Cary, NC — Continuing our Candidate Questionnaire series, we hear from Karl Thor who is running as the challenger for Cary Town Council, District A.
As we have done in previous election cycles, we sent a list of three short questions to all the candidates for office in Cary. We do not edit the answers but provide a forum for the candidates to speak to our readers in their own words.
Read all the candidate answers to our questionnaire under Elections.
We encourage all citizens to go to the polls in Cary on Tuesday, October 8, 2013.
Q1 – Why are you running?
I am running for Cary Town Council District A representative because our incumbent “representative”, is not representing us, and this is causing us higher taxes and fees, as well as destruction of valuable rural and natural habitat that enhances property values in District A.
Across her 14 years on council, statistically valid Town surveys show that excessive growth is the #1 concern of Cary residents in every survey. Despite this overwhelming concern about growth, Cary remained one of the fastest growing cities in the nation! I don’t mind when a politician dismisses our concerns, but when it also costs us money to pay for something we don’t want, I feel an obligation to challenge that politician.
Across the 14 years that Ms. Robinson was on council, our sewage fees have tripled, our waste collection fees have doubled, and water fees have increased 22%. Furthermore, the $80 MM debt the town approved this past year will raise our property taxes by 12%. If the $810 MM school bond is passed to pay for schools needed to support Ms. Robinson’s pro-growth position, our property taxes will increase another 9.5%. Finally, Ms. Robinson supports a 7.5% increase in sales tax to pay for mass transit, which is impractical for District A residents who work in RTP. We will pay for something we won’t use.
Finally, Ms. Robinson cast the swing vote for approval of the excessively large shopping center at the corner of Davis and High House Drive…against protest petitions signed by over 1,600 of the people she is supposed to “represent”.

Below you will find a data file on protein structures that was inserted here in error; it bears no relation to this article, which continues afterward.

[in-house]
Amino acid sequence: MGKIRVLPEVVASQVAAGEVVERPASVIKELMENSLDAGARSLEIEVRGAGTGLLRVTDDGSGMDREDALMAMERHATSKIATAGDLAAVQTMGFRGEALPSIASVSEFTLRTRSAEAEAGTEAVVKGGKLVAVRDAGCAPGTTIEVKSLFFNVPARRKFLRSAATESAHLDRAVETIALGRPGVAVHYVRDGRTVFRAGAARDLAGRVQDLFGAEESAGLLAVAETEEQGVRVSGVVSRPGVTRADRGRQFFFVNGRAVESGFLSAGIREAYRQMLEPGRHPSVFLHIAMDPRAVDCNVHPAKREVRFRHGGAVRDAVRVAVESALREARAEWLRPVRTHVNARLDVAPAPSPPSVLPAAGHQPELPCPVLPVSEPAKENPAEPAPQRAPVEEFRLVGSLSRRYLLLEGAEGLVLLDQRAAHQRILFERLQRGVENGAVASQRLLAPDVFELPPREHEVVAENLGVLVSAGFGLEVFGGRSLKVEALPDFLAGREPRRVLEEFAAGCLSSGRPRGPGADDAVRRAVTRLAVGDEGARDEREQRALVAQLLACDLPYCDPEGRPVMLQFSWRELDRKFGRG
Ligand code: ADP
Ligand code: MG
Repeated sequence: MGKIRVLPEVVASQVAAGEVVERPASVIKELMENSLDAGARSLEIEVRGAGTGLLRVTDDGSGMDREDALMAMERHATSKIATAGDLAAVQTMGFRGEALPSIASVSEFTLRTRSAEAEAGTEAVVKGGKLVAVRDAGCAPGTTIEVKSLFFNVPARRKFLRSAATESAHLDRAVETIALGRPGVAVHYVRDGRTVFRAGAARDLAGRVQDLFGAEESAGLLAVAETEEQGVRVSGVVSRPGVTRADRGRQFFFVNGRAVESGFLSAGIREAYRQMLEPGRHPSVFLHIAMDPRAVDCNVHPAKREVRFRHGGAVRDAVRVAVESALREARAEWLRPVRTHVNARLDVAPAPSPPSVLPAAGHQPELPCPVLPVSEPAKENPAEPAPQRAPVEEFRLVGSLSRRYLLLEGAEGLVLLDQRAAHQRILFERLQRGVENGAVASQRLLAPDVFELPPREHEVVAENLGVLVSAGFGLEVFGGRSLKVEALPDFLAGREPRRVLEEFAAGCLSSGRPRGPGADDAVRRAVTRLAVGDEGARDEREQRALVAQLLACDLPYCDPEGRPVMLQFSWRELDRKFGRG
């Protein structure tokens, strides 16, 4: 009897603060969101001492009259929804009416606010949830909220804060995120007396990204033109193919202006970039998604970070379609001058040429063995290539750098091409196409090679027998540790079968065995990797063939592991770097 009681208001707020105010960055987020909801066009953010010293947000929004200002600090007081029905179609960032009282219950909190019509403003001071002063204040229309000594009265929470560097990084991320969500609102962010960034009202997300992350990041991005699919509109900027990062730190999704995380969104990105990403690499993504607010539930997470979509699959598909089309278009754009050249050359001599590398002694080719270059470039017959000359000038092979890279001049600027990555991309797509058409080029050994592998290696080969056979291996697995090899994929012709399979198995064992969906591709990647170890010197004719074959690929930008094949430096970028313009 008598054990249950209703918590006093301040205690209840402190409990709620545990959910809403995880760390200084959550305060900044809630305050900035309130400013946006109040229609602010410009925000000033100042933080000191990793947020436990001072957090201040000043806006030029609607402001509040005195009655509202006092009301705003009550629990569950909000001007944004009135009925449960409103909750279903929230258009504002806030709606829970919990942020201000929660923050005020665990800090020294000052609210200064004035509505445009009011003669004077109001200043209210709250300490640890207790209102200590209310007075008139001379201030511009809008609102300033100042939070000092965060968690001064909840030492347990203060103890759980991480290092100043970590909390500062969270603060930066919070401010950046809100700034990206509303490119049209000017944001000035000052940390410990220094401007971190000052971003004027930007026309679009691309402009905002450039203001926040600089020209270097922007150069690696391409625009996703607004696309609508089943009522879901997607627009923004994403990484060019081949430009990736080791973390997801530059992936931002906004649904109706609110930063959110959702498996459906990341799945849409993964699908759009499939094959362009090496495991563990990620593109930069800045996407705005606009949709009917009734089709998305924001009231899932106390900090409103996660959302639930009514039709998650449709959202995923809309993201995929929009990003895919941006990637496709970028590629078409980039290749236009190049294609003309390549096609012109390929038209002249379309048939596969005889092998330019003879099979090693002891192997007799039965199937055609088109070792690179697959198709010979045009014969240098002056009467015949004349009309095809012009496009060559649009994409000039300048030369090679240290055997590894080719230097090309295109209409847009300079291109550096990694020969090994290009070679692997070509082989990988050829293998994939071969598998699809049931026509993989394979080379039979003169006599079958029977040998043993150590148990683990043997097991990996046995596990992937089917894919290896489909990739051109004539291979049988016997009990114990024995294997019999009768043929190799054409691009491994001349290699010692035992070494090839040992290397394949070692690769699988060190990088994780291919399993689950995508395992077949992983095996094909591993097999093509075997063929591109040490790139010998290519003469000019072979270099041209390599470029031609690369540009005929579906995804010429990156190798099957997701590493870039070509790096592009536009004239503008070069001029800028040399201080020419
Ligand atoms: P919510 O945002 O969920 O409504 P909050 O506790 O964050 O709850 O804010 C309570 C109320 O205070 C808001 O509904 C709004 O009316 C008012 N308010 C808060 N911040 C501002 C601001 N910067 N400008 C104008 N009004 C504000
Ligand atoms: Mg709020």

Q2 – What are your top 3 priorities and how will you get it done?
- Represent the opinions of residents who currently live in District A. This will be accomplished by listening to all citizens, individually or especially when a group forms in my district. I will rely on the very valuable Town Surveys that provide feedback. Importantly, if I disagree with residents, I will argue with them using evidence-based, data-driven decision making processes. However, if I cannot convince the residents, I will represent their opinion over mine at council! After all I am District A “representative”, not District A “decider”.
- Slow growth in West Cary and Chatham County. The increases in Cary property taxes and fees proves that development community is not paying their fair share for the growth that generates their profits. This is obviously bad for residents who currently live in Cary, but it is also bad for the development community. The overcrowding of our schools, the increases in our taxes, the degradation of Jordan Lake, the loss of rural and natural habitat, is gradually eroding property values and depressing Cary’s attractiveness to businesses. This in turn reduces the commissions of realtors and the profit margins on the houses that our local developers build. To slow growth, I will work with developers to increase their contributions to maintaining Cary as an attractive place for them to do business. I will also require “fiscal impact statements” for each new development of material size. These statements will estimate total costs and total revenues across a 10 year period. If the development does not provides a positive “return on investment”, then the developer will have to work with us to produce a positive ROI.